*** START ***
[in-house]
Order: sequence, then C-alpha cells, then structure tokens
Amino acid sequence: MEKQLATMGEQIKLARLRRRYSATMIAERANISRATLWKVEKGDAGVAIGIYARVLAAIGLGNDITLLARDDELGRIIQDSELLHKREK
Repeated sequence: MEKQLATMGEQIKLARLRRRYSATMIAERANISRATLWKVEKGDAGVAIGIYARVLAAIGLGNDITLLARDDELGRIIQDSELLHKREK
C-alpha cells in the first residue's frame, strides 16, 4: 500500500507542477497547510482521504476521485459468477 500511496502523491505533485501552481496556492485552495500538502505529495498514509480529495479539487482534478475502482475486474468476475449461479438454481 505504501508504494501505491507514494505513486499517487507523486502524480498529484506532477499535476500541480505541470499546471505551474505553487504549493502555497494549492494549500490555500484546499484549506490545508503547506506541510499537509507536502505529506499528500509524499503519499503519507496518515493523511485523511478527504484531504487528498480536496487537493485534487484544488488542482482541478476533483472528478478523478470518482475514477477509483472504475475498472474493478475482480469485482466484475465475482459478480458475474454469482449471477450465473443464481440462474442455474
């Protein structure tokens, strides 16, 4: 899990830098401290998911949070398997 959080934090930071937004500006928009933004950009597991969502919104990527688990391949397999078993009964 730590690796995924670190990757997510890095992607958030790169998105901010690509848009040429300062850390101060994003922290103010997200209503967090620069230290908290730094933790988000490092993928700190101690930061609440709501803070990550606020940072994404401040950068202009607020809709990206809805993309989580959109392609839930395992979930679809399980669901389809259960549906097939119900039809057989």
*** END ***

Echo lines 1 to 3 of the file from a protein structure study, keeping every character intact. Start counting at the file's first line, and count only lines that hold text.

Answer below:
[in-house]
Order: sequence, then C-alpha cells, then structure tokens
Amino acid sequence: MEKQLATMGEQIKLARLRRRYSATMIAERANISRATLWKVEKGDAGVAIGIYARVLAAIGLGNDITLLARDDELGRIIQDSELLHKREK